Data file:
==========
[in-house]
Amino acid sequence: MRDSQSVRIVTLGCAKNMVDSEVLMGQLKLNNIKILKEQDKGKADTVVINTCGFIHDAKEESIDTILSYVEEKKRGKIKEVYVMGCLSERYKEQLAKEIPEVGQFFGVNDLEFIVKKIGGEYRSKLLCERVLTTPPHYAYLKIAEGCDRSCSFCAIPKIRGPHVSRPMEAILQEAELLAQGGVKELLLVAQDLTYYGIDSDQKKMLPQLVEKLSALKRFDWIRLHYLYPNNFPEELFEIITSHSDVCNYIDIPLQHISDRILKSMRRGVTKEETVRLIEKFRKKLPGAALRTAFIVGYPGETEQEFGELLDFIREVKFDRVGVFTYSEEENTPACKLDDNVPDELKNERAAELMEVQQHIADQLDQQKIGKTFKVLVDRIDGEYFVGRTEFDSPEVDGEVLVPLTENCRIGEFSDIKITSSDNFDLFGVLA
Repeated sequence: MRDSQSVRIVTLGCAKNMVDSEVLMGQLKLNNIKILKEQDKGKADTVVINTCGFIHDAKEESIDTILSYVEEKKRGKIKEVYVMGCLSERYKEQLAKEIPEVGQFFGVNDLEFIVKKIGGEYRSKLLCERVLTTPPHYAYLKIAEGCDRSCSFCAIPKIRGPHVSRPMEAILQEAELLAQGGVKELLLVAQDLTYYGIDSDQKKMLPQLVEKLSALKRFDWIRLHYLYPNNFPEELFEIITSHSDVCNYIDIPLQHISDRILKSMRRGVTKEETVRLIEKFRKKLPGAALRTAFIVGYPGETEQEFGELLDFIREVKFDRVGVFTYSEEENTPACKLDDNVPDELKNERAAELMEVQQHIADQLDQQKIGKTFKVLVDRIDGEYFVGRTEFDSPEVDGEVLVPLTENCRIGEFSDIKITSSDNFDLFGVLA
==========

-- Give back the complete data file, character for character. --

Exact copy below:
[in-house]
Amino acid sequence: MRDSQSVRIVTLGCAKNMVDSEVLMGQLKLNNIKILKEQDKGKADTVVINTCGFIHDAKEESIDTILSYVEEKKRGKIKEVYVMGCLSERYKEQLAKEIPEVGQFFGVNDLEFIVKKIGGEYRSKLLCERVLTTPPHYAYLKIAEGCDRSCSFCAIPKIRGPHVSRPMEAILQEAELLAQGGVKELLLVAQDLTYYGIDSDQKKMLPQLVEKLSALKRFDWIRLHYLYPNNFPEELFEIITSHSDVCNYIDIPLQHISDRILKSMRRGVTKEETVRLIEKFRKKLPGAALRTAFIVGYPGETEQEFGELLDFIREVKFDRVGVFTYSEEENTPACKLDDNVPDELKNERAAELMEVQQHIADQLDQQKIGKTFKVLVDRIDGEYFVGRTEFDSPEVDGEVLVPLTENCRIGEFSDIKITSSDNFDLFGVLA
Repeated sequence: MRDSQSVRIVTLGCAKNMVDSEVLMGQLKLNNIKILKEQDKGKADTVVINTCGFIHDAKEESIDTILSYVEEKKRGKIKEVYVMGCLSERYKEQLAKEIPEVGQFFGVNDLEFIVKKIGGEYRSKLLCERVLTTPPHYAYLKIAEGCDRSCSFCAIPKIRGPHVSRPMEAILQEAELLAQGGVKELLLVAQDLTYYGIDSDQKKMLPQLVEKLSALKRFDWIRLHYLYPNNFPEELFEIITSHSDVCNYIDIPLQHISDRILKSMRRGVTKEETVRLIEKFRKKLPGAALRTAFIVGYPGETEQEFGELLDFIREVKFDRVGVFTYSEEENTPACKLDDNVPDELKNERAAELMEVQQHIADQLDQQKIGKTFKVLVDRIDGEYFVGRTEFDSPEVDGEVLVPLTENCRIGEFSDIKITSSDNFDLFGVLA